80 m and 40 m
80 40 and 20
20 and 15
There are a number of options, and the choice among them will depend on your individual circumstances.
Some of the more likely ones are:
Multiple dipoles on a common feedpoint. This is the simplest to set up and tune (as long as the wires
are not too close together.) Can be set up to cover any combination of bands. If all the wires share
the same end supports just tie them at different heights or let the shorter ones droop below the longer
ones. This is what I use for all my portable antenna kits - in some cases the wires were originally tuned
over 30 years ago and I have used them in many different configurations without a tuner.
Center-fed doublet with ladder line or twinlead to a tuner. To keep the broadside pattern the overall
wire length must be less than about 1.25 wavelengths ("extended double zepp"). Within that range,
the longer the wire the higher the gain or efficiency. So in each of the cases you give, you can just
calculate 1.25 wavelengths for the highest band and use it on the others. Note that in the case of
80 / 40 / 20m the wire will be about 0.3 wavelengths - this is getting pretty short, and is approaching
the point where the efficiency drop becomes noticeable. This approach requires a good antenna tuner
and readjusting it each time you change bands. Here is how W5DXP made this approach work for a
dual-band 80 / 40m antenna without a tuner:http://www.w5dxp.com/HEDZ.htm
Trap antennas: reasonably simple to install once tuned. Can use traps made from coaxial cable or
coils without discrete capacitors, depending on the design. Here is an example of a 40 / 80m version:http://vk1od.net/antenna/coaxtrap/8040.htm
Either of the dual-band antennas can be built this way with a trap frequency between the two bands,
which minimizes losses. The tri-band version requires more experimentation to do that way (probably
using a modeling program) because there are more interactions, but even using resonant traps the
efficiency is still pretty good.
A combination of the above options: My current 40 / 80 / 160m antenna system uses two dipoles
on a common feedpoint, one for 80m and one for 40m with loading coils on the end to operate 160m
in about the same length as the 80m wires. The same approach can be used for 20 / 40 / 80m.
Or you can use a ladder-line fed doublet that is long enough for good 80m efficiency, but with a
pair of 20m traps to prevent the pattern from breaking up on that band.
A TRUE fan dipole: by using multiple wires of the same length spread apart as a fan on each side
of a dipole you can get a low SWR over a very wide bandwidth. For example, with 5 wires each
40' long over about a 25 degree span (from memory) on each side of a 4 : 1 balun the SWR is
below about 2.5 : 1 from 40 through 10m. While the match isn't perfect, it should be well within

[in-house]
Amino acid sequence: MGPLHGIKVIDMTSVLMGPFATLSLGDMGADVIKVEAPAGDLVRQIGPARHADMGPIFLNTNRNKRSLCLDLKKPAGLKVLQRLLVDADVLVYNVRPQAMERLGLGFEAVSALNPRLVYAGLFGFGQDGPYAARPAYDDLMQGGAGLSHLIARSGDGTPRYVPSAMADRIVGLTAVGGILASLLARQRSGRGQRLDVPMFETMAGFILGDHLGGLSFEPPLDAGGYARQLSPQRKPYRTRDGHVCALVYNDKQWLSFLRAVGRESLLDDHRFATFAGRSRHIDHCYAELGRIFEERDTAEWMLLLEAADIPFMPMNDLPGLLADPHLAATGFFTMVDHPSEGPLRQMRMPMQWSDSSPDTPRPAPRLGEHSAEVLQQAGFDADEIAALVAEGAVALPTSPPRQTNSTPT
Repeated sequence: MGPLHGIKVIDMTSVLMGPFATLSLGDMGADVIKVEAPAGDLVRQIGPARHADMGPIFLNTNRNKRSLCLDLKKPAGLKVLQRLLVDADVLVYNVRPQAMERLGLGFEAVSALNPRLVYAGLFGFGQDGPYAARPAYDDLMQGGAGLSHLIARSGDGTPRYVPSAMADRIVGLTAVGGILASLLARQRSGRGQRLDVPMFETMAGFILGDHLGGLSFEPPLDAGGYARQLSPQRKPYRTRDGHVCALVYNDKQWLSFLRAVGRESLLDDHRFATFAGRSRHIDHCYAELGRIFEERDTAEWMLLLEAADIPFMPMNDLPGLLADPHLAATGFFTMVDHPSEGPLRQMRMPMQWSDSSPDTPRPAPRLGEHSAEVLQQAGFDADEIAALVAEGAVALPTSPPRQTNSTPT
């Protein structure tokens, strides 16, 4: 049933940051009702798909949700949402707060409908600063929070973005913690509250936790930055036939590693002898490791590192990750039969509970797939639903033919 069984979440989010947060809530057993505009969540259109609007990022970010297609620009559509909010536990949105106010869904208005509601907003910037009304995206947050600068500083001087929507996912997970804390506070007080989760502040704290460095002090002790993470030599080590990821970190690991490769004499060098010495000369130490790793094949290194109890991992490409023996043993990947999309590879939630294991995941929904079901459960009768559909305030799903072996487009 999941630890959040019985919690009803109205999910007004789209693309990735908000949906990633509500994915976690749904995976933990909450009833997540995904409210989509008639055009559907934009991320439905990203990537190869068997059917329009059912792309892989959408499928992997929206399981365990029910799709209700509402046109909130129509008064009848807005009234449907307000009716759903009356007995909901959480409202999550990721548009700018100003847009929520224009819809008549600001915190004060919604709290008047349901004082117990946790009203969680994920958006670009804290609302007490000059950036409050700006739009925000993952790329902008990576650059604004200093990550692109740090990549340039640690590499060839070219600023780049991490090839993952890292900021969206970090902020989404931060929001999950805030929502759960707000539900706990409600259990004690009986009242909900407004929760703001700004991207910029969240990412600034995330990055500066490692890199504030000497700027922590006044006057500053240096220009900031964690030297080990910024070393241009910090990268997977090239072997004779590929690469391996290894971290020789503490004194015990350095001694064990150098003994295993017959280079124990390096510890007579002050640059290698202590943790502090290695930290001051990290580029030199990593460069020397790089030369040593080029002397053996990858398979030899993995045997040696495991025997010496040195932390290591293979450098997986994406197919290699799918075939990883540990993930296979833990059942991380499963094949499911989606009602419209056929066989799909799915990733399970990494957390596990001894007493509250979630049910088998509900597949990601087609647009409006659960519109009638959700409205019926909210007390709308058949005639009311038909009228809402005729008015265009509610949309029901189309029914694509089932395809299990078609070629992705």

the range of most built-in tuners. The pattern breaks up beyond a certain length, just as it does
with a regular antenna, but it should work over a 2 : 1 frequency range. Such a dipole could
cover, for example, 20 / 17 / 15 / 12 / 10m with reasonably low SWR.
Then there are the more creative approaches, especially allowing the antenna to be 2-dimensional
(or more) rather than just a straight wire. A vertical full-wave loop on one band can be used as
a bisquare on the second harmonic by putting a quarter wave open stub at the top. (This will
probably need ladder line feed.) A folded dipole for the lower band can be twisted into a pair
of phased loops for the upper band - I've done this horizontally for NVIS on 80 / 160m and it
has matches well with a 4 : 1 balun. One of the more creative methods would be to build a
doublet using 102' of wire, letting 17' hang down at each end and attaching about the same
length of ladder line to the center. This will load up in the normal manner on 40 and 80m (just
like a G5RV if you switch in a bit of extra twinlead.) On 20m you can short the ends of the
ladder line and feed it as a bobtail curtain against ground. (In fact, you could try using that
extra piece of feedline you used on 40 and 80m as a quarter wave zepp feed on 20m...)
The bands are close enough together for the 20 / 15m antenna that something like a lazy-H
or other broadside array could work on both bands. The simplest would be to build a pair of
1.25 wavelength elements for 15m stacked one above the other (say at 60 and 30' above
ground) and feed them in parallel with equal lengths of ladder line. That would give you a
reasonable amount of bidirectional gain on both bands. Even a single (or double) 20m full
wave vertical loop will have a bit more gain on 15m without the pattern breaking up.
I'm sure we can come up with a few options given the chance...